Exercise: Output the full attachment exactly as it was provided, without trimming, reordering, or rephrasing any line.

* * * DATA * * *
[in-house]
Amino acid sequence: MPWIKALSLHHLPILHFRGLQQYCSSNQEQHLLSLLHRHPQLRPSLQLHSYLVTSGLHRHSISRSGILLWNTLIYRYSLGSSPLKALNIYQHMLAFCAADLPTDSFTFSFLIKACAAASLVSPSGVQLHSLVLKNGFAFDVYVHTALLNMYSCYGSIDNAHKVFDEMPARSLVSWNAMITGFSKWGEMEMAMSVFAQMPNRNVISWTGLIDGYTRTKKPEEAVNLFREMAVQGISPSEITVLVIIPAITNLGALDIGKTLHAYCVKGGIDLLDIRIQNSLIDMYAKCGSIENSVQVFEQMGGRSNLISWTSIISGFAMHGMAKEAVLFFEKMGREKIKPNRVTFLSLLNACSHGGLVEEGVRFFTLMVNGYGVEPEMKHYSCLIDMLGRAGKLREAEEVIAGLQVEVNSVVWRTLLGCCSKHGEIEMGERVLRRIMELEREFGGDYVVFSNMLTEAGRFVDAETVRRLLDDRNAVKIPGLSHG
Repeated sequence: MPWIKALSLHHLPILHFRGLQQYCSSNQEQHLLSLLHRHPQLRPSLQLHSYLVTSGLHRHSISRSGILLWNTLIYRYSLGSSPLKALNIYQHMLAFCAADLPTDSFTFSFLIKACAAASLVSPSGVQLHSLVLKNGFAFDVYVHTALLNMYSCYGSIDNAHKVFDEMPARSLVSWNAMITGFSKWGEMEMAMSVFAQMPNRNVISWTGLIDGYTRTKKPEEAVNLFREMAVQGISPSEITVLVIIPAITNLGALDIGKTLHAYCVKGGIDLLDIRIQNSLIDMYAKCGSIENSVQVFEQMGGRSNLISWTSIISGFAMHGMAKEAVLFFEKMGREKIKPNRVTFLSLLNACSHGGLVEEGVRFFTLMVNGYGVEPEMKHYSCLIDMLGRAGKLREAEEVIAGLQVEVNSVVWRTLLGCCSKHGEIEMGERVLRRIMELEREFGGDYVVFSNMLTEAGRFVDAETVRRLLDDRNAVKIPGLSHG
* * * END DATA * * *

[in-house]
Amino acid sequence: MPWIKALSLHHLPILHFRGLQQYCSSNQEQHLLSLLHRHPQLRPSLQLHSYLVTSGLHRHSISRSGILLWNTLIYRYSLGSSPLKALNIYQHMLAFCAADLPTDSFTFSFLIKACAAASLVSPSGVQLHSLVLKNGFAFDVYVHTALLNMYSCYGSIDNAHKVFDEMPARSLVSWNAMITGFSKWGEMEMAMSVFAQMPNRNVISWTGLIDGYTRTKKPEEAVNLFREMAVQGISPSEITVLVIIPAITNLGALDIGKTLHAYCVKGGIDLLDIRIQNSLIDMYAKCGSIENSVQVFEQMGGRSNLISWTSIISGFAMHGMAKEAVLFFEKMGREKIKPNRVTFLSLLNACSHGGLVEEGVRFFTLMVNGYGVEPEMKHYSCLIDMLGRAGKLREAEEVIAGLQVEVNSVVWRTLLGCCSKHGEIEMGERVLRRIMELEREFGGDYVVFSNMLTEAGRFVDAETVRRLLDDRNAVKIPGLSHG
Repeated sequence: MPWIKALSLHHLPILHFRGLQQYCSSNQEQHLLSLLHRHPQLRPSLQLHSYLVTSGLHRHSISRSGILLWNTLIYRYSLGSSPLKALNIYQHMLAFCAADLPTDSFTFSFLIKACAAASLVSPSGVQLHSLVLKNGFAFDVYVHTALLNMYSCYGSIDNAHKVFDEMPARSLVSWNAMITGFSKWGEMEMAMSVFAQMPNRNVISWTGLIDGYTRTKKPEEAVNLFREMAVQGISPSEITVLVIIPAITNLGALDIGKTLHAYCVKGGIDLLDIRIQNSLIDMYAKCGSIENSVQVFEQMGGRSNLISWTSIISGFAMHGMAKEAVLFFEKMGREKIKPNRVTFLSLLNACSHGGLVEEGVRFFTLMVNGYGVEPEMKHYSCLIDMLGRAGKLREAEEVIAGLQVEVNSVVWRTLLGCCSKHGEIEMGERVLRRIMELEREFGGDYVVFSNMLTEAGRFVDAETVRRLLDDRNAVKIPGLSHG